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The City Walls, Gibraltar’s defensive system

Johnny Bugeja

This year the Gibraltar National Museum have been unable to hold their Walks Through History for local children this summer due to Covid-19. Instead the Museum has teamed up with the Chronicle to provide the tours, giving people an insight into local historical sites via this newspaper. Included in every article of this series, which will run daily until Monday, September 21, is a picture quiz where a lucky winner will win three prizes. 

By Gabriella Peralta

The City Walls which stretch across the westside of Gibraltar have played a pivotal role in the Rocks history.

Gibraltar is steeped in history with the walls and bastions lining local parks, streets and even a bowling alley inside the Kings Bastion Leisure Centre.

Gibraltar National Museum Senior Tour Guide Phil Smith began his tour of the City Walls on a quiet morning in Commonwealth Park.

As children played in the park, Mr Smith detailed how the scenery would have been very different hundreds of years ago.

The park would have been a beach where enemy ships would be seen arriving and firing their cannons, soldiers would disembark, swimming to shore ready for a battle.

On land the Gibraltar garrison would be ready for the incoming onslaught, firing cannons and surveying troops.

The walls and bastions provided a great defence for the Rock, but Rome wasn’t built in a day and neither were the walls.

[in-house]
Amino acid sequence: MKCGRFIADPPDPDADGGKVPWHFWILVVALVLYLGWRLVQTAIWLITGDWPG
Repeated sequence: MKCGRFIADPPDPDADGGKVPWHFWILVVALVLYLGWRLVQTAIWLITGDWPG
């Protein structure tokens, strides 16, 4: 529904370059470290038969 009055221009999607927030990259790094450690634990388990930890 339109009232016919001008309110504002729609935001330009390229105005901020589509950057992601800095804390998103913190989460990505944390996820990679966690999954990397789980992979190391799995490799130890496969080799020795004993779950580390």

The City Walls were first constructed by the Moors in the 1300s, and in the hundreds of years since have been built upon under Spanish and British succession.

Mr Smith pointed to the walls, showing how the bricks become more uniform higher up the wall.

He turned looking towards the opposite end of Commonwealth Park, where the park meets Queensway Road.

At around that distance from the wall would have been a barrier, stopping ships from getting any closer.

This would force soldiers to disembark and swim to land, but their gunpowder would be wet and unusable.

Mr Smith called the defensive system “brilliant”, which ensured that Britain retained control during the Great Siege.

Moving to King’s Bastion, the tour of Gibraltar’s defensive history moved to inside the Leisure Centre.

Now a place of recreational fun with arcade games, bowling alleys, a cinema and an ice-skating rink, the Bastion used to house around 800.

Very few women would have staying in King’s Bastion and inside the rooms with arcade games, instead these would have been chambers and places to store gunpowder.

Walking out from the Leisure Centre shows paintings depicting the Great Siege, one shows the Main Street in ruins.

Mr Smith described how the British defeated the Spanish in the Great Siege using ‘red hot shots’ which were fired at the ships.

He described how Orange Bastion was named after William III of England, also William of Orange and how Chatham Counterguard was added later to provide a further defence to the area.

NOTE: Included in every print/e-edition article of this series, which will run daily until Monday, September 21, is a picture quiz where a lucky winner will win three prizes. To take part in the competition subscribe to the Chronicle ( and follow the directions on the e-edition, or purchase a print edition. Print editions can be purchased in local shops or at the Chronicle office in Watergate House, Line Wall Road.

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